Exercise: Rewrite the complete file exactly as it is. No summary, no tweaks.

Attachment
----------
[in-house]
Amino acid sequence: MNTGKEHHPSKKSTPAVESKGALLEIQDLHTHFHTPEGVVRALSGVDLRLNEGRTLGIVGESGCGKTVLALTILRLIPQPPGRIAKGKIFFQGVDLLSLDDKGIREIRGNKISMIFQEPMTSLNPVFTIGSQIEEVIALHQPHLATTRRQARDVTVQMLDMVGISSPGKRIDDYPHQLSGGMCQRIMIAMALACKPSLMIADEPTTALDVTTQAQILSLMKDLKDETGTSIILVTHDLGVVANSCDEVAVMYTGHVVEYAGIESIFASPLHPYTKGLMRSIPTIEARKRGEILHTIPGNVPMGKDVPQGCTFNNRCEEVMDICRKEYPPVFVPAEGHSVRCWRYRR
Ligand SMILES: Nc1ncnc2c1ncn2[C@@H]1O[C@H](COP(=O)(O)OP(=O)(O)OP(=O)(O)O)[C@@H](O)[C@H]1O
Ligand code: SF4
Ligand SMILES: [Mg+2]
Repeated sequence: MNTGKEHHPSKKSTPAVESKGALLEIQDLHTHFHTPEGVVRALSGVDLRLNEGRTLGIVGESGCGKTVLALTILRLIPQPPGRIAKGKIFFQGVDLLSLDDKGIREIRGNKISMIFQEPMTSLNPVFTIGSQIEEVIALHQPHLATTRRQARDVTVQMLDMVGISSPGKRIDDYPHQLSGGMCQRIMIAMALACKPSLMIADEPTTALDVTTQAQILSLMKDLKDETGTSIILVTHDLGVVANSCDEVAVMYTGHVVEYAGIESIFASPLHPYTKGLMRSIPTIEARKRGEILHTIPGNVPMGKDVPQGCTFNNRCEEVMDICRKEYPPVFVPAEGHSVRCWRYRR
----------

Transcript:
[in-house]
Amino acid sequence: MNTGKEHHPSKKSTPAVESKGALLEIQDLHTHFHTPEGVVRALSGVDLRLNEGRTLGIVGESGCGKTVLALTILRLIPQPPGRIAKGKIFFQGVDLLSLDDKGIREIRGNKISMIFQEPMTSLNPVFTIGSQIEEVIALHQPHLATTRRQARDVTVQMLDMVGISSPGKRIDDYPHQLSGGMCQRIMIAMALACKPSLMIADEPTTALDVTTQAQILSLMKDLKDETGTSIILVTHDLGVVANSCDEVAVMYTGHVVEYAGIESIFASPLHPYTKGLMRSIPTIEARKRGEILHTIPGNVPMGKDVPQGCTFNNRCEEVMDICRKEYPPVFVPAEGHSVRCWRYRR
Ligand SMILES: Nc1ncnc2c1ncn2[C@@H]1O[C@H](COP(=O)(O)OP(=O)(O)OP(=O)(O)O)[C@@H](O)[C@H]1O
Ligand code: SF4
Ligand SMILES: [Mg+2]
Repeated sequence: MNTGKEHHPSKKSTPAVESKGALLEIQDLHTHFHTPEGVVRALSGVDLRLNEGRTLGIVGESGCGKTVLALTILRLIPQPPGRIAKGKIFFQGVDLLSLDDKGIREIRGNKISMIFQEPMTSLNPVFTIGSQIEEVIALHQPHLATTRRQARDVTVQMLDMVGISSPGKRIDDYPHQLSGGMCQRIMIAMALACKPSLMIADEPTTALDVTTQAQILSLMKDLKDETGTSIILVTHDLGVVANSCDEVAVMYTGHVVEYAGIESIFASPLHPYTKGLMRSIPTIEARKRGEILHTIPGNVPMGKDVPQGCTFNNRCEEVMDICRKEYPPVFVPAEGHSVRCWRYRR